Since the Country Music Hall of Fame and Museum began its annual artist-in-residence program back in 2003, only two women have graced its stage — Connie Smith, in 2012, and Rosanne Cash, this year. Last night marked Cash’s first-of-three performances at the Hall with a nearly three-hour performance, during which she and her band played her much-lauded The River & the Thread in its entirety, along with a smattering of back-catalog tunes.
As the musicians laid down the now-signature groove of “A Feather’s Not a Bird,” Cash swaggered out to center stage and had at it. Classy and confident, she seemed right at home in the 800-seat CMA Theater. And why shouldn’t she? Cash noted that a good part of her family’s history resides in that building. (In fact, a Johnny Cash window display greeted guests as they walked down the corridor toward the theater’s lobby.)
Another part of Cash’s family history resides in the stories of the South that fill The River & the Thread and, between the songs, she fleshed those stories out a bit more. To hear an artist’s seminal work, as originally visioned and personally narrated, is a powerful experience that takes the listener deeper into the craftsmanship than they can possibly go on their own. And, because the record came out 18 months ago, Cash and company were thoroughly at ease in its presentation.
In addition to producer/guitarist/co-writer/husband John Leventhal, Cash’s phenomenally talented band included Kevin Barry on guitar and lap steel, Glenn Patscha on keyboards, Zev Katz on bass, and Dan Rieser on drums. Throughout the set, each player got a chance to shine from the “gospel song that even agnostics might love” that is “Tell Heaven” to the “Stephen Foster-ish, Johnny Mercer-ish, and Kurt Vile-ish” melody of “Night School.” But “Money Road” — which winds its way past Robert Johnson’s grave at Mount Zion Church, Emmett Till’s undoing at Bryant’s Grocery, the Tallahatchie Bridge, William Faulkner’s once-home, and more — was where Leventhal and Barry really got to go for it.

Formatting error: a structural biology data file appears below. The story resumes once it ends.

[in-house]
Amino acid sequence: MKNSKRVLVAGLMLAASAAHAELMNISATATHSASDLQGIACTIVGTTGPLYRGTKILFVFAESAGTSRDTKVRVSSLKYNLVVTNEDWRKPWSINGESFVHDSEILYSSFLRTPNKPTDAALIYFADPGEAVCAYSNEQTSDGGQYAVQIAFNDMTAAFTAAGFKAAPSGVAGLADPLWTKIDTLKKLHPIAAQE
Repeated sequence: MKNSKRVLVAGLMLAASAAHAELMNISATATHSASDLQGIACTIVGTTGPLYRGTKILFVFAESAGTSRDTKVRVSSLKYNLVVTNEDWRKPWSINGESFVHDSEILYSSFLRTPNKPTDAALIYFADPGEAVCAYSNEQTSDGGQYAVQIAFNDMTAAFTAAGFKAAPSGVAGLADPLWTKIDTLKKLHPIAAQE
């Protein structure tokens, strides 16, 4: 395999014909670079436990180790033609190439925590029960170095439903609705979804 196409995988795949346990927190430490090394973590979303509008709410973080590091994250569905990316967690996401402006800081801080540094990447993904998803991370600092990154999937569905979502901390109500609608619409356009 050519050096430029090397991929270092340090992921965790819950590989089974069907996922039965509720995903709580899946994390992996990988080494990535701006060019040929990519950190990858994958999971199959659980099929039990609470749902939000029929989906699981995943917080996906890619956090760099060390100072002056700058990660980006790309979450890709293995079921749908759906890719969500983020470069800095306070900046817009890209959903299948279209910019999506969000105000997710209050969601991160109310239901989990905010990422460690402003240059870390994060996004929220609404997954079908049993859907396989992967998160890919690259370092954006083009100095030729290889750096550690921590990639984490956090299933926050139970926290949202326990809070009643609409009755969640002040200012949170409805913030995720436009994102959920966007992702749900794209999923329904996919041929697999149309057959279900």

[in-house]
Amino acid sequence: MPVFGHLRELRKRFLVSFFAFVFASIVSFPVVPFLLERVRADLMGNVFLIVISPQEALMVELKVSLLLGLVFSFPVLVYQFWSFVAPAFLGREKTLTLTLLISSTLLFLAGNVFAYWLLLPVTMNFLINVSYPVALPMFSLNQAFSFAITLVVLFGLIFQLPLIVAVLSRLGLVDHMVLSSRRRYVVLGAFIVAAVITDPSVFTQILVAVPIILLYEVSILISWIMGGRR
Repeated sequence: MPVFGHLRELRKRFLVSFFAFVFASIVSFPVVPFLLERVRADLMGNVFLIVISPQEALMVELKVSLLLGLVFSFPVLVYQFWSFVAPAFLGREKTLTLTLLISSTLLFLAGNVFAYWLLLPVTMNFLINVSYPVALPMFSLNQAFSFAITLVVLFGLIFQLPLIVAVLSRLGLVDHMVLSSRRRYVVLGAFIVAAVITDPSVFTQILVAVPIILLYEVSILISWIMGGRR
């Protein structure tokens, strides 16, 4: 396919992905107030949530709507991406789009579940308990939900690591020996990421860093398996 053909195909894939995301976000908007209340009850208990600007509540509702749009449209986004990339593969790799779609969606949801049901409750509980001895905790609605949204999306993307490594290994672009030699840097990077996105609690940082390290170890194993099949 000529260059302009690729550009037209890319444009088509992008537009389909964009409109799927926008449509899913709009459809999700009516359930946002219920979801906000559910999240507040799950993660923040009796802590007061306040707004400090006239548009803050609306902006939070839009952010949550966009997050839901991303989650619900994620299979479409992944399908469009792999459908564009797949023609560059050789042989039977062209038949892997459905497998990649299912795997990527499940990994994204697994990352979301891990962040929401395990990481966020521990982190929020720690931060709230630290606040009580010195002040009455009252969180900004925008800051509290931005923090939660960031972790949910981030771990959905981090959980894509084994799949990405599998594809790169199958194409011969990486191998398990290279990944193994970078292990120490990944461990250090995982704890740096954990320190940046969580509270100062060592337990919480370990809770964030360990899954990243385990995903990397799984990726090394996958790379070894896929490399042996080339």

Deep into the album, Cash introduced Cory Chisel to guest on “50,000 Watts,” explaining that because Johnny Cash, Jerry Lee Lewis, Roy Orbison, and others listened to the “race music” being played on WDIA in Memphis, that station “changed the course of modern country music through those young men.” Likewise, she heard Chisel on the radio in Europe and tracked him down to sing with her, feeling like he had the power to do the same. That’s quite a statement to make, and the honey-voiced Chisel showed why he deserved it.
For the second half of the show, Cash offered up all sorts of great cuts, from the shuffling groove of “Radio Operator” from 2006’s Black Cadillac to the country chug of “I’m Movin’ On” off 2009’s The List. In between her tunes, she invited Lucinda Williams and Tony Joe White out to take turns in the spotlight.
The showstopper, quite literally, was a blazing rendition of the classic “Tennessee Flat Top Box” which found Leventhal and Walsh handing unfathomable runs off to each other. For the encore, Cash followed “Seven Year Ache” with a rousing group rendition of “500 Miles” which found Cash, Chisel, and Williams each taking a verse, with White chiming in on harmonica.
Over the course of those three hours, it became quite clear that Rosanne Cash’s voice sounds and feels like that of an old friend, and her songs are not just the stories of her life … they are the stories of all our lives.
Photos courtesy of the Country Music Hall of Fame and Museum